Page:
Scientists revealed an unexpected transformation in a single atomic layer

A 1-atom-deep look at a water-splitting catalyst.

X-ray experiments at the U.S. Division of Energy’s Lawrence Berkeley National Laboratory (Berkeley Lab) uncovered an unexpected transformation in a single atomic layer of a material that added to a multiplying in the speed of a chemical reaction – the splitting of water into hydrogen and oxygen gases. This process is an initial phase in delivering hydrogen fuel for applications, for example, electric vehicles controlled by hydrogen fuel cells.

Slavomír Nemšák, a beamline scientist at the ALS who contributed to the study, said, “There is simply no other place in the world that can do these analyses on the level that the ALS can right now.”

Scientists used the technique that allowed them to explore the surface of a catalyst material called lanthanum nickel oxide (LNO) that is useful in water splitting. Catalysts are used to accelerate or otherwise improve the efficiency of chemical reactions.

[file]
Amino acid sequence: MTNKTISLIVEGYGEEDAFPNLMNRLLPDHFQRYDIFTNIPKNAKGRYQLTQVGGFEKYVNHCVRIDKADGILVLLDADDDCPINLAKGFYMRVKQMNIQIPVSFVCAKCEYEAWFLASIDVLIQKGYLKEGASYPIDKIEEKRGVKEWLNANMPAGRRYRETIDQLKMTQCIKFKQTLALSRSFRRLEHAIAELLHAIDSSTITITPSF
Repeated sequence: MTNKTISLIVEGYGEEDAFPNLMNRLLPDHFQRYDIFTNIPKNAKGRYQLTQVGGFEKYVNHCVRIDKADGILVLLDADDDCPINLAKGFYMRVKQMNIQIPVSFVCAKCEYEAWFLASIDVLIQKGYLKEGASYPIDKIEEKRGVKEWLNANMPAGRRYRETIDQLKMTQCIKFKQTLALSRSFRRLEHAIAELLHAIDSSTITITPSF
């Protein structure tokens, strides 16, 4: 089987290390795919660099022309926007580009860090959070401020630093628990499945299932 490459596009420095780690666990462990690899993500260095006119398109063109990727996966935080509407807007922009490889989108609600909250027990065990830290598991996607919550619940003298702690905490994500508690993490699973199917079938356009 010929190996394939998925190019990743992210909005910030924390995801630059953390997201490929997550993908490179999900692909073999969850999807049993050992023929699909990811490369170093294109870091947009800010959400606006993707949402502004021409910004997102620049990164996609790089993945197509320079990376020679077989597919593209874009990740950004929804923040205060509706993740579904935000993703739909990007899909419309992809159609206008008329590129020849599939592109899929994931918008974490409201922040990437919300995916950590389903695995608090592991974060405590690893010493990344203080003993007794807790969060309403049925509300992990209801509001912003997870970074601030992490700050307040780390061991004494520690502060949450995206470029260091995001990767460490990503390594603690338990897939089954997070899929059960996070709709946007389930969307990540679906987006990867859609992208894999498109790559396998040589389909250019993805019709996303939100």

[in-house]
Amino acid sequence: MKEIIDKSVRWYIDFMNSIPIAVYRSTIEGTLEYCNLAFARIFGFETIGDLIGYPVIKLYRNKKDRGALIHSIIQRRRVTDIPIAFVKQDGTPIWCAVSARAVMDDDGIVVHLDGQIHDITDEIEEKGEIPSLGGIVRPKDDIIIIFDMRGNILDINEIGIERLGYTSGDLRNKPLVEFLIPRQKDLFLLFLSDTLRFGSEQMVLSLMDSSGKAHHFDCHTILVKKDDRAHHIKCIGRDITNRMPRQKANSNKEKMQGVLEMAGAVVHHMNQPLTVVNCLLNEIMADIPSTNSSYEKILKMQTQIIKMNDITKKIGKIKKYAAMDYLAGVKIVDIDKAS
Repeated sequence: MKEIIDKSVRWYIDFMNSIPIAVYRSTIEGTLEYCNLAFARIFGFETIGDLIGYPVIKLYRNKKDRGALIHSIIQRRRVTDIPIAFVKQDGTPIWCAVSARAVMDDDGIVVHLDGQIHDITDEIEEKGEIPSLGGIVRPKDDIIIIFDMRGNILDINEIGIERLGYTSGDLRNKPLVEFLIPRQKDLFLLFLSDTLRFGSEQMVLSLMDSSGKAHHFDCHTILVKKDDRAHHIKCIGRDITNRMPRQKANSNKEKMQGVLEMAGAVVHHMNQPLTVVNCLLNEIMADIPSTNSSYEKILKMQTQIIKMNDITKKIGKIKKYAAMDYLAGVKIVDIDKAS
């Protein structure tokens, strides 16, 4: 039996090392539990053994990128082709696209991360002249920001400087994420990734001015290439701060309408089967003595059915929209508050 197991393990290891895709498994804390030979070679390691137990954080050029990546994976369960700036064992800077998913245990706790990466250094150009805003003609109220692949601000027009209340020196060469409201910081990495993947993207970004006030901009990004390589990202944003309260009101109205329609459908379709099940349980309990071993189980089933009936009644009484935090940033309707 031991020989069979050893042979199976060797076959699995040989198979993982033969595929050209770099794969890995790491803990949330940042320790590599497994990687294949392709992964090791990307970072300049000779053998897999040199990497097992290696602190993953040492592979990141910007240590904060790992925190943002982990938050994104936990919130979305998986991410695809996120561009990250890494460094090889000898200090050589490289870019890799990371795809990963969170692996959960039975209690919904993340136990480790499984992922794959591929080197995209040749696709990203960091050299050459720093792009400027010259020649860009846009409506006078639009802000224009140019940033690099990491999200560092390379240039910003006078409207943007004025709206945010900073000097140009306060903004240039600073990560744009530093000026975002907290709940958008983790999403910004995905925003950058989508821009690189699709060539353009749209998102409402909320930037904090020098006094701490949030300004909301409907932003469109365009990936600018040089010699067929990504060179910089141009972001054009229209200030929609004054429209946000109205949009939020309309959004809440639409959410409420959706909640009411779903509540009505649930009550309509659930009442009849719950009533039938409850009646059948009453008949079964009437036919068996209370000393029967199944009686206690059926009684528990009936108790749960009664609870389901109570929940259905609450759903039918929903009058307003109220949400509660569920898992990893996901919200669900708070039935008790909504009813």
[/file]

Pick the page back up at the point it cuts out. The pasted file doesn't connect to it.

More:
Scientists engineered the catalysts in precise layers and was about 100 atoms thick. Samples were prepared with either a nickel-rich or a lanthanum-rich surface.

The samples with the nickel-rich layers carried out the water-splitting reaction twice as fast, and the atomic structure had transformed from a cubic to hexagonal pattern in the last atomic layer.

Nemšák said“The ALS helped to reveal this difference. This technique brought exact depth-specific information on the chemical composition of the catalysts.”

Journal Reference:
  1. Baeumer, C., Li, J., Lu, Q. et al. Tuning electrochemically driven surface transformation in atomically flat LaNiO3 thin films for enhanced water electrolysis. Nat. Mater. (, 2021). DOI: 10.1038/s41563-020-00877-1

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